New Pension Plan Limitations Announced
As is typical, the government is making annual adjustments to various retirement plan limits. In many cases, those whose incomes are at higher levels may find they can put away a few more dollars.
To start with, the government has made changes regarding the deduction of contributions to traditional IRAs when you or your spouse are also covered by a retirement plan at work. The amounts above which the contribution deductions are being phased out have been raised.
- For single taxpayers covered by a workplace plan, the phase-out starts at $66,000, and that's up from $65,000.
- For married couples filing jointly, the phase-out starts at $105,000, up from $104,000.
- For a married individual filing a separate return who is covered by a workplace retirement plan, the phase-out range is not subject to an annual cost-of-living adjustment and remains $0 to $10,000.
The income phase-out for taxpayers making contributions to a Roth IRA starts at $124,000 for singles and heads of households. For married couples filing jointly and qualifying widow(er)s, the income phase-out starts at $196,000.
The phase-out range for a married individual filing a separate return who makes contributions to a Roth IRA is not subject to an annual cost-of-living adjustment and remains $0 to $10,000.
The income limit for the saver's credit, which is also known as the retirement savings contributions credit, for low- to moderate-income workers is $66,000 for married couples filing jointly, up from $65,000; $49,500 for heads of households, up from $48,750; and, $33,000 for singles and married individuals filing separately, up from $32,500.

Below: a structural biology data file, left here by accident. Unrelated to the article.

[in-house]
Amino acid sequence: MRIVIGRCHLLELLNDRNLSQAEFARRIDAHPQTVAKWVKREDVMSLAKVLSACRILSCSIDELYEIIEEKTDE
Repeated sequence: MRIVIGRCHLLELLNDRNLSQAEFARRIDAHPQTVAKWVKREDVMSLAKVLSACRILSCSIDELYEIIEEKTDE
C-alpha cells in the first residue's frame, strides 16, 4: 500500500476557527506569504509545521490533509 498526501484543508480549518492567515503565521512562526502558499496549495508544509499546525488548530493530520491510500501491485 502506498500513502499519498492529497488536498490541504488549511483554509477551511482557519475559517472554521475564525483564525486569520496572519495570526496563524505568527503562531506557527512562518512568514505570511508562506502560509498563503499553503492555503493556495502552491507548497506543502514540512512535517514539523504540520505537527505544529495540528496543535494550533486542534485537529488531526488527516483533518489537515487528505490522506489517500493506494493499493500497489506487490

Some limitations remain unchanged — and here are some to take notice of:
- The contribution limit for employees who participate in 401(k), 403(b) or most 457 plans, or the federal government's Thrift Savings Plan, remains unchanged at $19,500.
- The catch-up contribution limit for employees aged 50 and over who participate in 401(k), 403(b) or most 457 plans, or the federal government's Thrift Savings Plan, remains unchanged at $6,500.
- The limit on annual contributions to an IRA remains unchanged at $6,000. The additional catch-up contribution limit for individuals aged 50 and over is not subject to an annual cost-of-living adjustment and remains $1,000.
Finally, note that these numbers change regularly, so be sure to check current rules with an authoritative source before making decisions.
These rules can get complicated, so if you're unsure about how these changes affect your retirement accounts, consult with a financial professional who can go into the details.